- Very flat structure
- Splits accounts from kerberos information in the directory
- Allows users to change some of their own information (based on ACLs)
- Management interfaces all revolve around the directory
- Web UI goes through mod_nss, mod_auth_krb, mod_proxy, GUI, xmlrpc,
then finally to LDAP
- CLI goes through mod_nss, mod_auth_krb, xmlrpc, and then LDAP
- But, installation was still complex
- ipa-server-install makes it much simpler
- Multiple servers
- Replication on directory server
- Because kerberos data in the directory, don't need to replicate
kerberos (kprop)
- 2 simple commands
- ipa-replica-prepare
- ipa-replica-install
- Future
- Add Audit Server - can use AMQP
- Add Certificate Authority
- Add Policy
- Makes interaction much more complex
- Luckily, most of the complexity is hidden from clients (and
administrators) in the FreeIPA core
- However, still a bunch of complexity, so new client agent
- System Security Services Daemon (SSSD) + IPA plugin
- caching, offline operations, etc.
- Host Based Access Control in LDAP
- Roles in LDAP
- New UI with plugin system
- DNS integration
- Dynamic updates
- Integration with Certificate Authorities

Speaker: H. Peter Anvin
- Syslinux is a suite of bootloaders
- PXELINUX - network PXE booting
- EXTLINUX - ext2/ext3 - ext4 coming
- Only for x86/BIOS platform
- Core is in assembly
- Originally written for floppies, needed to be small
- Work underway to fix this
- Sophisticated menu systems
- Extensible via module API
- MEMDISK - disk emulator
- Emulates disk in memory
- Allows booting of legacy INT 13h OSes, mainly DOS
- Used for diagnostics
- Collaborate with etherboot
- Enhanced capabilities for network booting
- http, ftp, nfs, AoE, iSCSI (in addition to TFTP)
- isohybrid
- Allows ISOLINUX .iso to boot from USB stick
- x86 ancient
- Released in 1981; IBM AT 1986; PS/2 1987
- Most BIOS interfaces date from this era
- Boot from floppy and hard disk only - 510 bytes
- 1993 El Torito booting (CD)
- 2 modes
- Disk image on disk, boot disk image
- Native mode, access whole CD - not widely supported until late 90's
- 1997 PXE
- Original PXE were problematic
- Nowadays, works pretty well/standard
- USB drives
- Lots of bugs still
- Tricks can help
- Syslinux history
- 1994 original syslinux implementation
- Designed for boot floppies
- Small to fit, so assembly
- Take DOS OS, make Linux boot floppy
- Add online help support
- 1999 PXELINUX support
- PXE only allows 32K for Network Boot Program (NBE)
- 2004 EXTLINUX - ext2/ext3 general purpose loader
- 2006 graphical menu system
- 2008 gPXELINUX, ISOLINUX "hybrid" support (iso that also works on
USB key)
- What's good?
- Designed for dynamic systems
- System discovery at boot time
- Keep to PC established principles
- Sophisticated user interface
- Problems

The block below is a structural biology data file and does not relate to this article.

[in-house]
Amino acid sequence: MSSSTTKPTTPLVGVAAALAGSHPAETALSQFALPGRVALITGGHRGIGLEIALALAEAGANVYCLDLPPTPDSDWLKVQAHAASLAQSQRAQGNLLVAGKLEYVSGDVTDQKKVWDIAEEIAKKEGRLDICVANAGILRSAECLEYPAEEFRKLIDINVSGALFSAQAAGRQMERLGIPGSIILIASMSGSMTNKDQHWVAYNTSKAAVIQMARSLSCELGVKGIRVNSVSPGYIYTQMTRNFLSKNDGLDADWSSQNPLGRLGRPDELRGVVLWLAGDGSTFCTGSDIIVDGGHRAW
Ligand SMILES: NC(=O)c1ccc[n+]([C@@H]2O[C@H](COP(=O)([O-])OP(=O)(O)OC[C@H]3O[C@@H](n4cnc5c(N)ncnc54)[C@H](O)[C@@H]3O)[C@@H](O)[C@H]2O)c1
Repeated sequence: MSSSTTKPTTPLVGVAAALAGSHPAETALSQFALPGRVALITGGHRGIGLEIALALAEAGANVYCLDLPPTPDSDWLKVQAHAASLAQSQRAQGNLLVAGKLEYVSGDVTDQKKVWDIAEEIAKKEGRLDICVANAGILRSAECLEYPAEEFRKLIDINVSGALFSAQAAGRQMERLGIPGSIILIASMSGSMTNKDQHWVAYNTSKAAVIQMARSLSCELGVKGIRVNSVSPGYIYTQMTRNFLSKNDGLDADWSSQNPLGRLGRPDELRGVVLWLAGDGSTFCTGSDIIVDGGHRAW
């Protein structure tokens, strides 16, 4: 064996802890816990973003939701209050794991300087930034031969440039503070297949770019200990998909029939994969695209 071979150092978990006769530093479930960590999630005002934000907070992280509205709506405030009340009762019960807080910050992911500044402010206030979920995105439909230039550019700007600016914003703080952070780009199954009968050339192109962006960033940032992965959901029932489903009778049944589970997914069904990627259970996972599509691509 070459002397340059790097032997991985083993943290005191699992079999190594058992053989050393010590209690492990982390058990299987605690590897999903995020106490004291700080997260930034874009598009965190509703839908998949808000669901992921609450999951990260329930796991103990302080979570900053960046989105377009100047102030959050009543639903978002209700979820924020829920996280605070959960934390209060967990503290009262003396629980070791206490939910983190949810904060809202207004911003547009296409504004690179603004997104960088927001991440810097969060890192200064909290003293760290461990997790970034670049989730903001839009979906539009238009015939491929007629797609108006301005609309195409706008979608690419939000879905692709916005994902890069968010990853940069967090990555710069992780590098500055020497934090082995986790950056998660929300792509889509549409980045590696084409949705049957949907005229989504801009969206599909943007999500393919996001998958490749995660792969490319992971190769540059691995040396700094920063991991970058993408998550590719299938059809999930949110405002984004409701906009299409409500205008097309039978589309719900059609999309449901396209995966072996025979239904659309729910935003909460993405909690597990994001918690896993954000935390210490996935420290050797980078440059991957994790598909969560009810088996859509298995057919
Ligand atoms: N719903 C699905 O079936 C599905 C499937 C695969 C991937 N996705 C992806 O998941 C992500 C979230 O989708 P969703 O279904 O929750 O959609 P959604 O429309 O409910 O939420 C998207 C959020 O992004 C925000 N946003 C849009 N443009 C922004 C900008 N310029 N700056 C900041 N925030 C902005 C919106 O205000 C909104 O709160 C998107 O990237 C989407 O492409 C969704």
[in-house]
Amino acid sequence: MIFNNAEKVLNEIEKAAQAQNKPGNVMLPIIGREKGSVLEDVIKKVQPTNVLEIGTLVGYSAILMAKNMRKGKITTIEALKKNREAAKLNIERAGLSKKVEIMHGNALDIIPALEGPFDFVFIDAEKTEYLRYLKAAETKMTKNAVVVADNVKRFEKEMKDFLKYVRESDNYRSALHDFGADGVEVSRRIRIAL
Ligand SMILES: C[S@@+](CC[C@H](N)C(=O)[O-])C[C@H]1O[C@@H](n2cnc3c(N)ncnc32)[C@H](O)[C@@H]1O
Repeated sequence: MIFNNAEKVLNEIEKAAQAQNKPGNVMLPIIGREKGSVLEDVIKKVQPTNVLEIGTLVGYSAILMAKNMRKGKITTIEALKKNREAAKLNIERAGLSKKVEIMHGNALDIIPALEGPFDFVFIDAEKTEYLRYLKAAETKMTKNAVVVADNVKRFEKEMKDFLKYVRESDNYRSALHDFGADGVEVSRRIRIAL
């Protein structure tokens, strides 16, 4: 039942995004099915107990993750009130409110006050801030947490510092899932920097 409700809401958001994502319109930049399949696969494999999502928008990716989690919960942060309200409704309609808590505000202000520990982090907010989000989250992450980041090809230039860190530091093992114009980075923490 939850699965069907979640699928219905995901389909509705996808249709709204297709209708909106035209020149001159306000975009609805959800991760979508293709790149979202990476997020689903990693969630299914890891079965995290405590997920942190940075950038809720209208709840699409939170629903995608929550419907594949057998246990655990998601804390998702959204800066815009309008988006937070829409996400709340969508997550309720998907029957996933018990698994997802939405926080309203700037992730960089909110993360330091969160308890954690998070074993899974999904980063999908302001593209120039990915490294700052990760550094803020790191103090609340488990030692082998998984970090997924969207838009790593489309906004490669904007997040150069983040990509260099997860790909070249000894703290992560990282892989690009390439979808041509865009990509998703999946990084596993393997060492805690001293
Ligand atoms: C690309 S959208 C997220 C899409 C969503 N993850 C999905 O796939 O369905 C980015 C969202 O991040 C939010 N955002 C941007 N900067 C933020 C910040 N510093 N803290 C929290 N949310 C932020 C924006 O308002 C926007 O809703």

- Large core of assembly
- x86/BIOS only (because of assembly)
- Dynamic discovery comes at a price
- Can't read a kernel from another disk
- gPXE plus PXELINUX in one image
- gPXE contains an extended PXE interface for PXELINUX
- Can http, ftp, nfs, AoE, iSCSI, SFP (in addition to TFTP)
- Drop-in replacement for pxelinux.0
- Needs TFTP server for initial bootstrap
- But can be skipped if NIC ROM can be reflashed
- Syslinux module API (COM32)
- Small C library (klibc)
- Similar to normal userspace C code
- Main limitation is only sequential, readonly file access
- Common modules
- UI
- Complex menu system - does everything
- Simple menu system - what most people use
- Graphics library makes the same code work for graphics, text, or
- File format modules
- Loading new types of loadable binary objects
- Module describes where various bits go in memory, then syslinux
"shuffle" library puts everything in place
- Shuffle library computes a set of move operations to put things in
the right place in memory
- Example: Microsoft SDI format
- Boot WinPE with syslinux - Windows kernel + ramdisk
- 199 lines total; 139 non-blank/comment lines
- Policy modules
- Example policy:
- Boot kernel X on 64-bit machine
- Boot kernel Y on 32-bit with PAE
- Boot kernel Z otherwise
- Module is 129 lines long; 70 non-blank/comment lines
- Diagnostic modules
- Modules available to show hardware/BIOS state
- e.g. pcidump
- Move dumping data into libraries, and make available to modules
- Already code in Syslinux
- Probe PCI bus
- Map devices to modules
- Build an initramfs with the modules you need
- But...boot devices on USB, firewire? Harder to discover, because you
need a driver for the bus itself
- Ongoing work
- Lua interpreter to write policies
- readdir support - right now, no directories
- Move filesystem code out of assembly - needed to support advanced
filesystems like btrfs